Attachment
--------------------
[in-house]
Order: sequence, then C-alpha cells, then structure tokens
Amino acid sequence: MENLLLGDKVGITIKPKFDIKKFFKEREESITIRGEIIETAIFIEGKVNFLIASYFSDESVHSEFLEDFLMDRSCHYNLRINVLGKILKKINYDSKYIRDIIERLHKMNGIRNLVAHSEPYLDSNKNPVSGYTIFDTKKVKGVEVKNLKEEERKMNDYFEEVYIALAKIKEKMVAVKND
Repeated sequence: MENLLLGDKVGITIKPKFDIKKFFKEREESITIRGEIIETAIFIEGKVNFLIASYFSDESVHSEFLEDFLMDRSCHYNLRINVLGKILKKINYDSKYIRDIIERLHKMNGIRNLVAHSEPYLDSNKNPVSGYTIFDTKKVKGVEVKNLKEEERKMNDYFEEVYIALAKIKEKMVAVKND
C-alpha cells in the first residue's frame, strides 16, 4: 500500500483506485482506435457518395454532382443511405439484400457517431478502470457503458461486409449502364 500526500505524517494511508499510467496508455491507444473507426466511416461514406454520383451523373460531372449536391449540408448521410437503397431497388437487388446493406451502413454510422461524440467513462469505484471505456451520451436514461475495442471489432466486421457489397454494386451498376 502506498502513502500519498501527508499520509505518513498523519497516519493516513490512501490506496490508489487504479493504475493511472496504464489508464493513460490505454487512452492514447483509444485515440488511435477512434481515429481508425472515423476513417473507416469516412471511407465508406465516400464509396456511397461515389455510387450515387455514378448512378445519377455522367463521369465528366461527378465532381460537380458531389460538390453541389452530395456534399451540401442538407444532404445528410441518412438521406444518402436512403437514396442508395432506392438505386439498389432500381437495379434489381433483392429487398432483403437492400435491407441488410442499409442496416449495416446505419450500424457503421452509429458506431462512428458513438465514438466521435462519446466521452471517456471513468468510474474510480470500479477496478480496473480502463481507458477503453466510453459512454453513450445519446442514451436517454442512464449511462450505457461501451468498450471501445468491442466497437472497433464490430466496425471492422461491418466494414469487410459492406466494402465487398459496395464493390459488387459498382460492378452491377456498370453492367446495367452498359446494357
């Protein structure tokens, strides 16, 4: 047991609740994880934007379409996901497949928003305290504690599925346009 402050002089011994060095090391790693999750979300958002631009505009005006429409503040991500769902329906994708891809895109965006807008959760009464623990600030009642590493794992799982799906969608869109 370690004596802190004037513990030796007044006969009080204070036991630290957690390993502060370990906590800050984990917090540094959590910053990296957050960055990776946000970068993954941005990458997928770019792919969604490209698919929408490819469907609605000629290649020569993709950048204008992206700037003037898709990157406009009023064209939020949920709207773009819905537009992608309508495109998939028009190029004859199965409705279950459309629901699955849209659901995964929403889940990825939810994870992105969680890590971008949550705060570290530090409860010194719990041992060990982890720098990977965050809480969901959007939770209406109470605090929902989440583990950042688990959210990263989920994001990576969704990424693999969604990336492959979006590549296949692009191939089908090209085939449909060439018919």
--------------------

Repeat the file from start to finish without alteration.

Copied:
[in-house]
Order: sequence, then C-alpha cells, then structure tokens
Amino acid sequence: MENLLLGDKVGITIKPKFDIKKFFKEREESITIRGEIIETAIFIEGKVNFLIASYFSDESVHSEFLEDFLMDRSCHYNLRINVLGKILKKINYDSKYIRDIIERLHKMNGIRNLVAHSEPYLDSNKNPVSGYTIFDTKKVKGVEVKNLKEEERKMNDYFEEVYIALAKIKEKMVAVKND
Repeated sequence: MENLLLGDKVGITIKPKFDIKKFFKEREESITIRGEIIETAIFIEGKVNFLIASYFSDESVHSEFLEDFLMDRSCHYNLRINVLGKILKKINYDSKYIRDIIERLHKMNGIRNLVAHSEPYLDSNKNPVSGYTIFDTKKVKGVEVKNLKEEERKMNDYFEEVYIALAKIKEKMVAVKND
C-alpha cells in the first residue's frame, strides 16, 4: 500500500483506485482506435457518395454532382443511405439484400457517431478502470457503458461486409449502364 500526500505524517494511508499510467496508455491507444473507426466511416461514406454520383451523373460531372449536391449540408448521410437503397431497388437487388446493406451502413454510422461524440467513462469505484471505456451520451436514461475495442471489432466486421457489397454494386451498376 502506498502513502500519498501527508499520509505518513498523519497516519493516513490512501490506496490508489487504479493504475493511472496504464489508464493513460490505454487512452492514447483509444485515440488511435477512434481515429481508425472515423476513417473507416469516412471511407465508406465516400464509396456511397461515389455510387450515387455514378448512378445519377455522367463521369465528366461527378465532381460537380458531389460538390453541389452530395456534399451540401442538407444532404445528410441518412438521406444518402436512403437514396442508395432506392438505386439498389432500381437495379434489381433483392429487398432483403437492400435491407441488410442499409442496416449495416446505419450500424457503421452509429458506431462512428458513438465514438466521435462519446466521452471517456471513468468510474474510480470500479477496478480496473480502463481507458477503453466510453459512454453513450445519446442514451436517454442512464449511462450505457461501451468498450471501445468491442466497437472497433464490430466496425471492422461491418466494414469487410459492406466494402465487398459496395464493390459488387459498382460492378452491377456498370453492367446495367452498359446494357
């Protein structure tokens, strides 16, 4: 047991609740994880934007379409996901497949928003305290504690599925346009 402050002089011994060095090391790693999750979300958002631009505009005006429409503040991500769902329906994708891809895109965006807008959760009464623990600030009642590493794992799982799906969608869109 370690004596802190004037513990030796007044006969009080204070036991630290957690390993502060370990906590800050984990917090540094959590910053990296957050960055990776946000970068993954941005990458997928770019792919969604490209698919929408490819469907609605000629290649020569993709950048204008992206700037003037898709990157406009009023064209939020949920709207773009819905537009992608309508495109998939028009190029004859199965409705279950459309629901699955849209659901995964929403889940990825939810994870992105969680890590971008949550705060570290530090409860010194719990041992060990982890720098990977965050809480969901959007939770209406109470605090929902989440583990950042688990959210990263989920994001990576969704990424693999969604990336492959979006590549296949692009191939089908090209085939449909060439018919």